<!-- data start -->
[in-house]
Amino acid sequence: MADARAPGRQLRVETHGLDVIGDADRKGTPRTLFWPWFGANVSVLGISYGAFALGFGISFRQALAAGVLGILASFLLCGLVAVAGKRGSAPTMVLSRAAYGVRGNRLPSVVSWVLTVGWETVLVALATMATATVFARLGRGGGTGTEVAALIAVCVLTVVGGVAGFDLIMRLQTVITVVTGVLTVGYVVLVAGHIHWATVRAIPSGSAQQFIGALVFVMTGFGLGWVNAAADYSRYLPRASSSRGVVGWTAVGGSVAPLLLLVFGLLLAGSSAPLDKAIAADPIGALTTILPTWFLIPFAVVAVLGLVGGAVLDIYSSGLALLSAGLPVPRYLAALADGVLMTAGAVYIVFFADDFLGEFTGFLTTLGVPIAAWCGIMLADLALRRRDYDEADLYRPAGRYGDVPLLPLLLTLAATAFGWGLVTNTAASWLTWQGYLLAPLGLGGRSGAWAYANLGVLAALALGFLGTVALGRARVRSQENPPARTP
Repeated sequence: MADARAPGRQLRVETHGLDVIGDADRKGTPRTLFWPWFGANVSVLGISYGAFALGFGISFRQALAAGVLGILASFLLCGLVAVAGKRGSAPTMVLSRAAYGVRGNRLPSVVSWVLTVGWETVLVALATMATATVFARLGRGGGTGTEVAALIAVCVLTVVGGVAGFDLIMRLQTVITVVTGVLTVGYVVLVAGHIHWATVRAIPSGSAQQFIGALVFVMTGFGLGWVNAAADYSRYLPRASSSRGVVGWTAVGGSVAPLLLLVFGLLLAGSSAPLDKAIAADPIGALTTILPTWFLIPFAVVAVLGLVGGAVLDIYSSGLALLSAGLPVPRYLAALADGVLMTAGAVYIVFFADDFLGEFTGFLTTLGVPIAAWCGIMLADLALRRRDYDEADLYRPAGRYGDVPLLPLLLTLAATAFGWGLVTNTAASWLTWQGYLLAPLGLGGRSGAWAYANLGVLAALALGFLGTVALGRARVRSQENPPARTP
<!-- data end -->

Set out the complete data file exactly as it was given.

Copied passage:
[in-house]
Amino acid sequence: MADARAPGRQLRVETHGLDVIGDADRKGTPRTLFWPWFGANVSVLGISYGAFALGFGISFRQALAAGVLGILASFLLCGLVAVAGKRGSAPTMVLSRAAYGVRGNRLPSVVSWVLTVGWETVLVALATMATATVFARLGRGGGTGTEVAALIAVCVLTVVGGVAGFDLIMRLQTVITVVTGVLTVGYVVLVAGHIHWATVRAIPSGSAQQFIGALVFVMTGFGLGWVNAAADYSRYLPRASSSRGVVGWTAVGGSVAPLLLLVFGLLLAGSSAPLDKAIAADPIGALTTILPTWFLIPFAVVAVLGLVGGAVLDIYSSGLALLSAGLPVPRYLAALADGVLMTAGAVYIVFFADDFLGEFTGFLTTLGVPIAAWCGIMLADLALRRRDYDEADLYRPAGRYGDVPLLPLLLTLAATAFGWGLVTNTAASWLTWQGYLLAPLGLGGRSGAWAYANLGVLAALALGFLGTVALGRARVRSQENPPARTP
Repeated sequence: MADARAPGRQLRVETHGLDVIGDADRKGTPRTLFWPWFGANVSVLGISYGAFALGFGISFRQALAAGVLGILASFLLCGLVAVAGKRGSAPTMVLSRAAYGVRGNRLPSVVSWVLTVGWETVLVALATMATATVFARLGRGGGTGTEVAALIAVCVLTVVGGVAGFDLIMRLQTVITVVTGVLTVGYVVLVAGHIHWATVRAIPSGSAQQFIGALVFVMTGFGLGWVNAAADYSRYLPRASSSRGVVGWTAVGGSVAPLLLLVFGLLLAGSSAPLDKAIAADPIGALTTILPTWFLIPFAVVAVLGLVGGAVLDIYSSGLALLSAGLPVPRYLAALADGVLMTAGAVYIVFFADDFLGEFTGFLTTLGVPIAAWCGIMLADLALRRRDYDEADLYRPAGRYGDVPLLPLLLTLAATAFGWGLVTNTAASWLTWQGYLLAPLGLGGRSGAWAYANLGVLAALALGFLGTVALGRARVRSQENPPARTP